A review of technologies that remove or/and inactivate airborne pathogens found that air filtration, solely consisting of fibrous filters, is currently the only established and implemented system on swine farms. Thus, SHIC funded a project with the goal of identifying other industrially and medically implementable technologies – electrostatic precipitators and ultraviolet-C systems, both in-duct and upper room – that could have a role in livestock management as they are scalable and effective. The review, conducted by a team led by Dr. Montserrat Torremorell of the University of Minnesota, includes examining these and other aerosol biocontainment options for their use on swine farms.
Overall, the purpose of the aerosol biocontainment review is to help in the decision-making process to prevent the spread of infectious bioaerosols capable of causing disease outbreaks with significant economic consequences. Aerosol biocontainment addresses airborne pathogens which are the most difficult to control and, in modern livestock production, the most difficult to contain. For swine raised in confinement and in controlled ventilated environments where exhaust fans help transport particles from inside to outside of the facility, this is particularly true.
Emerging technologies, consisting of more recently developed systems at the laboratory or bench scale, have not been tested at the scale, such as building size and flow rates, required for agricultural biosecurity. Consequently, these new options are several developmental steps away from direct implementation. Examples of emerging technologies include microwave, bipolar and unipolar ionization, non-thermal plasma, photocatalytic, ozone and chemical disinfection.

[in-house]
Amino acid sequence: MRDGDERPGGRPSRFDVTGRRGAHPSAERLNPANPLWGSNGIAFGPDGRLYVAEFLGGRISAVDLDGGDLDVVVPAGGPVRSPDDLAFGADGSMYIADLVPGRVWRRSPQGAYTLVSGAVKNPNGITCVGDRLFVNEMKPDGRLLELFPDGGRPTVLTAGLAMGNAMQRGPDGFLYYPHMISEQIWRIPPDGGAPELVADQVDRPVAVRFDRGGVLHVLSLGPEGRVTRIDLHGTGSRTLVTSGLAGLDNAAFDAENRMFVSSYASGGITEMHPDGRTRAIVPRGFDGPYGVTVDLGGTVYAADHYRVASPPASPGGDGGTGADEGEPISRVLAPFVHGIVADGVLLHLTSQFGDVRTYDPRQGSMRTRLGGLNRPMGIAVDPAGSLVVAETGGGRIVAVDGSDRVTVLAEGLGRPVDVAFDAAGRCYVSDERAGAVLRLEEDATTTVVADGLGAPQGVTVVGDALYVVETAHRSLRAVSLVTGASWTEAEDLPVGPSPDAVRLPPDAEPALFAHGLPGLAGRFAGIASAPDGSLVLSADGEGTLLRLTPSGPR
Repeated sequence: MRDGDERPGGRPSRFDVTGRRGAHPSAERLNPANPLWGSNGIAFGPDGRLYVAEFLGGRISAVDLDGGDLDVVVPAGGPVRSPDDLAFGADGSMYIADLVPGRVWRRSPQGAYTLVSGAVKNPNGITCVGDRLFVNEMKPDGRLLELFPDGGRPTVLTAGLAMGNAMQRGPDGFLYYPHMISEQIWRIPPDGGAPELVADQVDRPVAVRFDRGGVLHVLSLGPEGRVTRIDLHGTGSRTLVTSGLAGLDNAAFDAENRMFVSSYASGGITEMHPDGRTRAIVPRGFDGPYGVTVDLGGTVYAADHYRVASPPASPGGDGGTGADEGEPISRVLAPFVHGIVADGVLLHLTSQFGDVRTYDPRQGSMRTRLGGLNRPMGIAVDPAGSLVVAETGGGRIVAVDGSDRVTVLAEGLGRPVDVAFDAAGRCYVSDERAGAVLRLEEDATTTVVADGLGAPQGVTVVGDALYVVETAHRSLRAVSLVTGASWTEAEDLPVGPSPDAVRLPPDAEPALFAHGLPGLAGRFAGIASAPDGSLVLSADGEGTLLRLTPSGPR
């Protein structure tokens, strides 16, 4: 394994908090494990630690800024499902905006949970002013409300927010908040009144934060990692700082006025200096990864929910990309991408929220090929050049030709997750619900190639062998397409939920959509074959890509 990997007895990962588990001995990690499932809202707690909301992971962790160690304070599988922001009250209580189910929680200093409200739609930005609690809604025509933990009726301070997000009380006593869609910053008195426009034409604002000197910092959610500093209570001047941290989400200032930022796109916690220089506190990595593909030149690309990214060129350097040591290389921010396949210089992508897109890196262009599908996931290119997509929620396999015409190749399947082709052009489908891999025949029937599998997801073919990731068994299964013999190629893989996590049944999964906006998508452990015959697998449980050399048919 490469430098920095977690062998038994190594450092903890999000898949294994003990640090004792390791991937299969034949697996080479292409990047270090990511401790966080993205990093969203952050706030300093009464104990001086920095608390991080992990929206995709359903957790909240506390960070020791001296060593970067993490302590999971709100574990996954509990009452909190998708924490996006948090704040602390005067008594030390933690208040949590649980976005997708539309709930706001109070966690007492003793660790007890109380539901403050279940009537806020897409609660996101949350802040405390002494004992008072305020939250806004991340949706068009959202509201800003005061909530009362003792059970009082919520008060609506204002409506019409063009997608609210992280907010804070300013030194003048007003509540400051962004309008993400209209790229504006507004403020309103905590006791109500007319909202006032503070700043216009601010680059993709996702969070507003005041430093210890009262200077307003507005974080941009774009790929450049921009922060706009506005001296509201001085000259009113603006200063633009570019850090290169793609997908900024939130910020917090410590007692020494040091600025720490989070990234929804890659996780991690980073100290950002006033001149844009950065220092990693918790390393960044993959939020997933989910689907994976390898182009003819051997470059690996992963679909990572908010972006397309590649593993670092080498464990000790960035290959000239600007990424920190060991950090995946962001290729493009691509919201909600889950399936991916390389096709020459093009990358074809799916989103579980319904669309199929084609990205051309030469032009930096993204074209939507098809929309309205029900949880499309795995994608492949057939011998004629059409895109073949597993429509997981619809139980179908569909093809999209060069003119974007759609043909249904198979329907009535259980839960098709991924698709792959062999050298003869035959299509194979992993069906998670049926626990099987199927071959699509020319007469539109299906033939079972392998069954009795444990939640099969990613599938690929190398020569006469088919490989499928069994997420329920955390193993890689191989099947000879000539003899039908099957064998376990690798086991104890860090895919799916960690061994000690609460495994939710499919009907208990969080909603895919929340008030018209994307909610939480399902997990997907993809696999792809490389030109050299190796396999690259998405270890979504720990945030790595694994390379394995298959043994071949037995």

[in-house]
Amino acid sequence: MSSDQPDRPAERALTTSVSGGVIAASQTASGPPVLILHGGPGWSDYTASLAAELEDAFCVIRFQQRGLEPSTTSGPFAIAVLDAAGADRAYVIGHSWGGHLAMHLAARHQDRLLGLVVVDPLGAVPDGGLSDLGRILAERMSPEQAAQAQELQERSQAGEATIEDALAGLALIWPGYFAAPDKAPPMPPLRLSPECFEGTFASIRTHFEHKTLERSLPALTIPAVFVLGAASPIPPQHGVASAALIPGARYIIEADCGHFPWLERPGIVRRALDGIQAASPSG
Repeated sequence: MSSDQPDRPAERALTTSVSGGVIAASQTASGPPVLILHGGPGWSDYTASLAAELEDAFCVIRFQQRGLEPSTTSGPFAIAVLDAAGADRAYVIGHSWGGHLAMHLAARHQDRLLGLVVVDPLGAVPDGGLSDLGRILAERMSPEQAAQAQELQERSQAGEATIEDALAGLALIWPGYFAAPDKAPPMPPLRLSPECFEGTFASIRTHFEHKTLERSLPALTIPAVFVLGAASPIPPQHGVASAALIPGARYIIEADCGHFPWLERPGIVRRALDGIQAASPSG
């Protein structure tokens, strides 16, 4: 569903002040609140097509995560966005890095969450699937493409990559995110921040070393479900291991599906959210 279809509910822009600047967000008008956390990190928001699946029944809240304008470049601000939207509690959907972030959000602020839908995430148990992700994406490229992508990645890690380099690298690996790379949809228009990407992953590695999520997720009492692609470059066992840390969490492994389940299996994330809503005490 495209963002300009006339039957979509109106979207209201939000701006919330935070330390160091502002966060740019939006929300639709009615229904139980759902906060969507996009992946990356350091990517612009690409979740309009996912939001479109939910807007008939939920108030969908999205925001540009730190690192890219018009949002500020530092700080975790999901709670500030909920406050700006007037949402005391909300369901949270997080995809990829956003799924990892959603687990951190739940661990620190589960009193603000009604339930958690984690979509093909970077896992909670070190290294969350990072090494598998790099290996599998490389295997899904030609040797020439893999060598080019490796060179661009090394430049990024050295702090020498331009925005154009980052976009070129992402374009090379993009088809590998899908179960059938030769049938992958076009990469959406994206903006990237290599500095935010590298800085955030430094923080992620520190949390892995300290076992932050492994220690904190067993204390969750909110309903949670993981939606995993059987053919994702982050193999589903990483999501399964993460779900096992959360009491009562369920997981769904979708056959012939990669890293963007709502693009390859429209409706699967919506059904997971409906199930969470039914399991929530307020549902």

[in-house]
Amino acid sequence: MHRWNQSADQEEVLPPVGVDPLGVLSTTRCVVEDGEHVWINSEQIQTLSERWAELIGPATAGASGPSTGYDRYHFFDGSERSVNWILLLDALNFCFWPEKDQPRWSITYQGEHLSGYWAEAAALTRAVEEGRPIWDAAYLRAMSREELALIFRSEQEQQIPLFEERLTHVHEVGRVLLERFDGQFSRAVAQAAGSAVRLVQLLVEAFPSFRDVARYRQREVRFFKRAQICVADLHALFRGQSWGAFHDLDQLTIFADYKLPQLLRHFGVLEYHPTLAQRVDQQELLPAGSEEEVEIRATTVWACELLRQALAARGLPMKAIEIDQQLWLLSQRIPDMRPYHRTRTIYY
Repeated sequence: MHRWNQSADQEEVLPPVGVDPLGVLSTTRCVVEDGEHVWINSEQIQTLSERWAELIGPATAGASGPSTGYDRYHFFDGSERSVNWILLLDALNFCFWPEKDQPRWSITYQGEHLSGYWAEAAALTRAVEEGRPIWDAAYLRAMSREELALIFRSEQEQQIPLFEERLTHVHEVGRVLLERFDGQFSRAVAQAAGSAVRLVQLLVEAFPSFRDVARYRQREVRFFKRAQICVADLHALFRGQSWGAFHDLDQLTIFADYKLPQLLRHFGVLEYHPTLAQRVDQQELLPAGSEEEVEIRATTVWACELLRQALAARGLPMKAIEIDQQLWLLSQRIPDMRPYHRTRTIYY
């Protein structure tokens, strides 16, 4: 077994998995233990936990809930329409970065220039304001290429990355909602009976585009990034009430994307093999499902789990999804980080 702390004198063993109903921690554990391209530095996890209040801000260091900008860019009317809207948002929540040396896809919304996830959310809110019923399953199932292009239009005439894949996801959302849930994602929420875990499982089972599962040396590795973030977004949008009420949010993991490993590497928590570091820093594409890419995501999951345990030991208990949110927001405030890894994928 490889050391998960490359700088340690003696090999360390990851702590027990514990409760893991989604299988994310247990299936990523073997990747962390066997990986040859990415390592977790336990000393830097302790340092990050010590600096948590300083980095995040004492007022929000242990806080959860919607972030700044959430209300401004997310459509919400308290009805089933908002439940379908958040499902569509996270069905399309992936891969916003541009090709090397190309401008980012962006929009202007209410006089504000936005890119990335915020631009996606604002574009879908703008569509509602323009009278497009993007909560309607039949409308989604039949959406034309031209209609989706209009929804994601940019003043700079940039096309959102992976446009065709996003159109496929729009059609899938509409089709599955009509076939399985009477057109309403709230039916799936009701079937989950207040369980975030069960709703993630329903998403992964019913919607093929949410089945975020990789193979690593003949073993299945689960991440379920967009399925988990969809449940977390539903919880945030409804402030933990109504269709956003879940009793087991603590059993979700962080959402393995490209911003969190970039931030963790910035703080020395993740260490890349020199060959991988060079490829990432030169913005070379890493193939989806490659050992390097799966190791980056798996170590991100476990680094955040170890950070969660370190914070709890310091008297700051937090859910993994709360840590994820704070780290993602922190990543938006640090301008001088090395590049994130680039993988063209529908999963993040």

Beyond air filtration and emerging technologies, the review discovered protocols and practices that could currently be ready for use at the farm level including wind breaks, covering of fans, movement of infected animals to other sites, depopulation, and reduced ventilation. Conceptually, these protocols and practices could be employed in the face of a disease outbreak, but their direct impact on reducing the emission airborne pathogens needs to be evaluated and quantified.
In the forthcoming publication of this project, Dr. Torremorell’s team describes the nature of the technologies as well as discusses testing parameters and future steps for considering existing and emerging technologies for livestock production.
SHIC, launched by the National Pork Board in 2015 solely with Pork Checkoff funding, continues to focus efforts on prevention, preparedness, and response to novel and emerging swine disease for the benefit of US swine health. As a conduit of information and research, SHIC encourages sharing of its publications and research. Forward, reprint, and quote SHIC material freely. SHIC is funded by America’s pork producers to fulfill its mission to protect and enhance the health of the US swine herd. For more information, visit http://www.swinehealth.org or contact Dr. Paul Sundberg at [email protected].